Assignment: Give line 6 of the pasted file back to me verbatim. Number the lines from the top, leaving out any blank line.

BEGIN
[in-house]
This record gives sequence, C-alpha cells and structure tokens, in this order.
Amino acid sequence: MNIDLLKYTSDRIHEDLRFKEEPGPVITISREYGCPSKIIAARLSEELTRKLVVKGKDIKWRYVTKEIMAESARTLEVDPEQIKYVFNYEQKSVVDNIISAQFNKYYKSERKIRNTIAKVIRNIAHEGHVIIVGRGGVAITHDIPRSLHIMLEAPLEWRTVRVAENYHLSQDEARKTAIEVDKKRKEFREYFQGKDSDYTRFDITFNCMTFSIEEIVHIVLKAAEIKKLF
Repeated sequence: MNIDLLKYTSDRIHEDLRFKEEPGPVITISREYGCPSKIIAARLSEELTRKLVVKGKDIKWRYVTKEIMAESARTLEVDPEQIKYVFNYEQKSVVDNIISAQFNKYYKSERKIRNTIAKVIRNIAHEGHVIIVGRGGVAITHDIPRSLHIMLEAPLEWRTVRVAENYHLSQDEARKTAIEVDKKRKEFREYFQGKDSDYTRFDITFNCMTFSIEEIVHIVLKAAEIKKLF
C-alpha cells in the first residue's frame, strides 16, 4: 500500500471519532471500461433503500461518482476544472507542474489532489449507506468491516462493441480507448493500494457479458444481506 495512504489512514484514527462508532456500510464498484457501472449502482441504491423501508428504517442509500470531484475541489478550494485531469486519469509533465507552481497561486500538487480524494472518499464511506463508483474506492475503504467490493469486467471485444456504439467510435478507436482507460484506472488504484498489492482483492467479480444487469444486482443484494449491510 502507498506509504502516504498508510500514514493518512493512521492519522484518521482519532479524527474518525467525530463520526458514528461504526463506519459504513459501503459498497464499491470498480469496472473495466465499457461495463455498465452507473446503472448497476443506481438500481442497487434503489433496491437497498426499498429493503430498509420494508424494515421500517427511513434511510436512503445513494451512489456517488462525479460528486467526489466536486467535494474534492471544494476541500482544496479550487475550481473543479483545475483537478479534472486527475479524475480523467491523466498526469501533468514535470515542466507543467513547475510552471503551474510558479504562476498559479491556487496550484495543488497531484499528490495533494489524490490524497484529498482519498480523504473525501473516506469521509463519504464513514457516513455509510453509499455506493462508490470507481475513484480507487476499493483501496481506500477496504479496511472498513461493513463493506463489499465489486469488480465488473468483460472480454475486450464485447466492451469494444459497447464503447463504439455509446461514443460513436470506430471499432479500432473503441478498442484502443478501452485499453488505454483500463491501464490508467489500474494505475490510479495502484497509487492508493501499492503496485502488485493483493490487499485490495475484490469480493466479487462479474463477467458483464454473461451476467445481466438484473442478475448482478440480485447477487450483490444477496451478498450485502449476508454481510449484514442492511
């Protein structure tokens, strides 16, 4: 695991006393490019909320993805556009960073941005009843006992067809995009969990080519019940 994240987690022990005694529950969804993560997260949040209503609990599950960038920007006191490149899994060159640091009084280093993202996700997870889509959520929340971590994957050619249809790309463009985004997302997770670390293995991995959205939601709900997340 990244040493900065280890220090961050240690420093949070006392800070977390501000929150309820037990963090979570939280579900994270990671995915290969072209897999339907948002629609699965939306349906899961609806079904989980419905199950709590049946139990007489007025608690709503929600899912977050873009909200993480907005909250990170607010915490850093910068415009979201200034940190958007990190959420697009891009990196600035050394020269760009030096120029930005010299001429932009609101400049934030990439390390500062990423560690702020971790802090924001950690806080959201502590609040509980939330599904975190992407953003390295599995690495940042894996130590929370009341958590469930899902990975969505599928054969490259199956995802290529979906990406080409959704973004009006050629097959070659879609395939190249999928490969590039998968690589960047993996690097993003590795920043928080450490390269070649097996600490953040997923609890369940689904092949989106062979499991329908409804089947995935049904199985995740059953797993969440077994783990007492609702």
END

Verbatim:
């Protein structure tokens, strides 16, 4: 695991006393490019909320993805556009960073941005009843006992067809995009969990080519019940 994240987690022990005694529950969804993560997260949040209503609990599950960038920007006191490149899994060159640091009084280093993202996700997870889509959520929340971590994957050619249809790309463009985004997302997770670390293995991995959205939601709900997340 990244040493900065280890220090961050240690420093949070006392800070977390501000929150309820037990963090979570939280579900994270990671995915290969072209897999339907948002629609699965939306349906899961609806079904989980419905199950709590049946139990007489007025608690709503929600899912977050873009909200993480907005909250990170607010915490850093910068415009979201200034940190958007990190959420697009891009990196600035050394020269760009030096120029930005010299001429932009609101400049934030990439390390500062990423560690702020971790802090924001950690806080959201502590609040509980939330599904975190992407953003390295599995690495940042894996130590929370009341958590469930899902990975969505599928054969490259199956995802290529979906990406080409959704973004009006050629097959070659879609395939190249999928490969590039998968690589960047993996690097993003590795920043928080450490390269070649097996600490953040997923609890369940689904092949989106062979499991329908409804089947995935049904199985995740059953797993969440077994783990007492609702």